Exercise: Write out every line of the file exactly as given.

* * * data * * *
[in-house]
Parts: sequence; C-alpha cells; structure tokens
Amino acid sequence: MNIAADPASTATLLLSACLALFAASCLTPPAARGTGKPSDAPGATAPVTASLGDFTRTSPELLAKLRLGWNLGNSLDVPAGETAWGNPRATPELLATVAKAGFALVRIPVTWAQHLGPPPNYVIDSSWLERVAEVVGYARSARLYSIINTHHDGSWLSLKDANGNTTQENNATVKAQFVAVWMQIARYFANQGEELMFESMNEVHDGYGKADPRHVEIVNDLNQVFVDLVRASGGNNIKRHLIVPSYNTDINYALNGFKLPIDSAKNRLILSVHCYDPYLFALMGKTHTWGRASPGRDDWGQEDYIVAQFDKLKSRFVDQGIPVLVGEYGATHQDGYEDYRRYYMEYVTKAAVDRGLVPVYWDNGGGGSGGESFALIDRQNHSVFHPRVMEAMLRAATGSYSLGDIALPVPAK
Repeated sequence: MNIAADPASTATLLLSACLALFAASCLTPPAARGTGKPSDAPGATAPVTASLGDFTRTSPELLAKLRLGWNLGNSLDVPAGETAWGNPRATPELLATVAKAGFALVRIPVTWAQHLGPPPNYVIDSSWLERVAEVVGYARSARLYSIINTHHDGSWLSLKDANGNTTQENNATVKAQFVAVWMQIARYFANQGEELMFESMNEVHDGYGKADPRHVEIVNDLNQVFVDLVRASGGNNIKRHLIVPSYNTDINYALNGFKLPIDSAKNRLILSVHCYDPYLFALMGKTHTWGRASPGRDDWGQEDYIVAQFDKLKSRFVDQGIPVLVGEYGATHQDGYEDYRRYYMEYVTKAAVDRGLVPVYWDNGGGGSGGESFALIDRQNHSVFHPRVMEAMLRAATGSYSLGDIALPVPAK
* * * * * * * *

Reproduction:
[in-house]
Parts: sequence; C-alpha cells; structure tokens
Amino acid sequence: MNIAADPASTATLLLSACLALFAASCLTPPAARGTGKPSDAPGATAPVTASLGDFTRTSPELLAKLRLGWNLGNSLDVPAGETAWGNPRATPELLATVAKAGFALVRIPVTWAQHLGPPPNYVIDSSWLERVAEVVGYARSARLYSIINTHHDGSWLSLKDANGNTTQENNATVKAQFVAVWMQIARYFANQGEELMFESMNEVHDGYGKADPRHVEIVNDLNQVFVDLVRASGGNNIKRHLIVPSYNTDINYALNGFKLPIDSAKNRLILSVHCYDPYLFALMGKTHTWGRASPGRDDWGQEDYIVAQFDKLKSRFVDQGIPVLVGEYGATHQDGYEDYRRYYMEYVTKAAVDRGLVPVYWDNGGGGSGGESFALIDRQNHSVFHPRVMEAMLRAATGSYSLGDIALPVPAK
Repeated sequence: MNIAADPASTATLLLSACLALFAASCLTPPAARGTGKPSDAPGATAPVTASLGDFTRTSPELLAKLRLGWNLGNSLDVPAGETAWGNPRATPELLATVAKAGFALVRIPVTWAQHLGPPPNYVIDSSWLERVAEVVGYARSARLYSIINTHHDGSWLSLKDANGNTTQENNATVKAQFVAVWMQIARYFANQGEELMFESMNEVHDGYGKADPRHVEIVNDLNQVFVDLVRASGGNNIKRHLIVPSYNTDINYALNGFKLPIDSAKNRLILSVHCYDPYLFALMGKTHTWGRASPGRDDWGQEDYIVAQFDKLKSRFVDQGIPVLVGEYGATHQDGYEDYRRYYMEYVTKAAVDRGLVPVYWDNGGGGSGGESFALIDRQNHSVFHPRVMEAMLRAATGSYSLGDIALPVPAK